A.3. Women exceeding 40 years of age have more chances of having a child with the Down’s syndrome because increased age affects  meiosis of chromosomes adversely. The meiosis remains incomplete until the fertilization. It remains arrested at prophase-I and chromosome is unpaired. If fertilisation occurs after a very long gap, chromosomes will have to remain unpaired for a longer time. The longer the time of unpairing,  greater are chances of its non-disjunction, and hence conditions like the trisomy arises.

Q.4. How you can say that  genes are located on the chromosomes?

A.4. Chromosomal theory of inheritance is proposed by Bovine and Sutton stating  that  genes are present on specific locations on a chromosome. Later, Thomas Morgan observed mutation in  eye colour of fruit flies and based on  inheritance patter concluded that  gene responsible for  eye colour is located on  X-chromosome.

Q.5. Plant with  yellow flowers are  crossed with a plant with red flowers.  F1 progeny obtained had orange flowers. What is the inheritance pattern?

A.5. Inheritance is incomplete dominance. In this, a new intermediate phenotype between  two original phenotypes is obtained. One allele for a specific trait is not completely expressed over other allele for same trait.

Principles of Inheritance and Variations Class 12 Study Materials

Q.6. Write the characteristics of true-breeding line.

A.6. The  characteristics of a true breeding plant is as follows:

  • It undergoes the process of self-pollination.
  • It depicts the stability in inheritance for several generations.
  •  It provide gametes with the similar traits, hence used as the parents for the artificial hybridization.
  • Homozygous recessive plants are used to identify the genotype through a test cross.

Q.7. Who proposed  The Chromosomal theory of inheritance?

A.7. Theodor Boveri and Walter Sutton are  two scientists who were credited with developing Chromosomal Theory of Inheritance during  early 1900s.

Principles of Inheritance and Variations Class 12

Q.8. Define  Recombination? Write its applications with reference to the genetic engineering.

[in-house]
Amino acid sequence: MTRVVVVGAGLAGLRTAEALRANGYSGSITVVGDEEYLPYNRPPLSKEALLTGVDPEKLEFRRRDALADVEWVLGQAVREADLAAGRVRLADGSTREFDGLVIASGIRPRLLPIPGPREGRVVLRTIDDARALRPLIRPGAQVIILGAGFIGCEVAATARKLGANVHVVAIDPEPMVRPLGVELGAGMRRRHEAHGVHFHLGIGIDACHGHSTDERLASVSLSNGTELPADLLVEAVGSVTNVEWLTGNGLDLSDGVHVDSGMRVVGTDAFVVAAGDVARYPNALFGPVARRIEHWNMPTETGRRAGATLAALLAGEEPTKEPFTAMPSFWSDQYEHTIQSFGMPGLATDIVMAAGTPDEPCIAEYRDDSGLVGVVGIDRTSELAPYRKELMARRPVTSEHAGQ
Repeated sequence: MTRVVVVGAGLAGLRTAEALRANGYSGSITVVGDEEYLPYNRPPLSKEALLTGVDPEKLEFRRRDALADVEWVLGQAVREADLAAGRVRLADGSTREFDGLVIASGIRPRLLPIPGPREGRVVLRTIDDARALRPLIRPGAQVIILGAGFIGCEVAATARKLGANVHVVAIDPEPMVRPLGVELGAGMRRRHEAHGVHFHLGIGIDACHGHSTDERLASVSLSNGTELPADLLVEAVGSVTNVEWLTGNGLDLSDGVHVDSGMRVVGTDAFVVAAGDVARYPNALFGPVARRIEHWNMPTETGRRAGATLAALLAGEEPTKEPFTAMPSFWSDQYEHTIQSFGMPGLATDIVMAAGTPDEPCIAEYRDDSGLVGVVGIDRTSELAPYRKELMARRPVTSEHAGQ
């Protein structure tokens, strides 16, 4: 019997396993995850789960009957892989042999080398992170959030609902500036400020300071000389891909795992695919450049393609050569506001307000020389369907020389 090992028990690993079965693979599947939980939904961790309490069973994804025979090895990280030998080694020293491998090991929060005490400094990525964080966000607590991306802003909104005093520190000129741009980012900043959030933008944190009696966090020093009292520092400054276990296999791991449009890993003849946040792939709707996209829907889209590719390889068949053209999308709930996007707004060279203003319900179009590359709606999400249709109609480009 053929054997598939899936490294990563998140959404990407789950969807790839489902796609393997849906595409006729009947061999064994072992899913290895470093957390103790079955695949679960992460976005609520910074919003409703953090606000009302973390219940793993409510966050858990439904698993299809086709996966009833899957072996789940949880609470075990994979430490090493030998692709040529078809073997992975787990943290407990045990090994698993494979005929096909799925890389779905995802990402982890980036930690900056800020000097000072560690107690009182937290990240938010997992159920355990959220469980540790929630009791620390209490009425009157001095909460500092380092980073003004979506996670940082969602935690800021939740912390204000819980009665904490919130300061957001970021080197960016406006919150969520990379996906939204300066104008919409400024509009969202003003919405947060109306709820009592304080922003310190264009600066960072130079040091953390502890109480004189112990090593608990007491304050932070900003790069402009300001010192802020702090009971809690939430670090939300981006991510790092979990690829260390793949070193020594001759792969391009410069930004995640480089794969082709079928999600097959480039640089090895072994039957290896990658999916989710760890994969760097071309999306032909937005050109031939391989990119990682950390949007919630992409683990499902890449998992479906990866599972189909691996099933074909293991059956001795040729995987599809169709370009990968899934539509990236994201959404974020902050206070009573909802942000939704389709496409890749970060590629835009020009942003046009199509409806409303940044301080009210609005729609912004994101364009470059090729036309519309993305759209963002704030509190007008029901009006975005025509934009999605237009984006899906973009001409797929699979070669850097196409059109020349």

A.8. Recombination is defined as the process of producing a new combination of the genes by crossing over during the meiosis.

Applications of Recombination are-

  • It’s a  means of introducing the new traits.
  • Variability is increased, which is necessary for the natural selection.
  • It is used for the preprations of  linkage chromosome maps.
  • Desired recombinants produced as a result of the crossing over are selected by  plant breeders to produce the new crop varieties.

Principles of Inheritance and Variations Class 12

Q.9. Explain why  sickle-cell anaemia persist in human population when it is believed that harmful alleles get eliminated from population after a certain time?

A.9. Sickle cell anaemia is an autosomal recessive disease where red blood cells ,RBC’s become sickle-shaped, inhibiting oxygen-carrying capacity of  blood. Despite of this, it protects carrier from the malaria. Individuals with the heterozygotes HbAS survive more than homozygotes HbSS because they are not exposed to same severity of risks.

Q.10. What do you mean by artificial selection. Does it affects process of natural selection?

A.10. Artificial selection is  intentional breeding of the plants and animals where breeders select desired traits and make them breed to produce offsprings with required characteristics. It is an ancient method of the genetic engineering. It surely affects process of natural selection. The organisms  cannot evolve on their own. The process is a threat to the biodiversity. The traits are not selected considering fitness of  organism.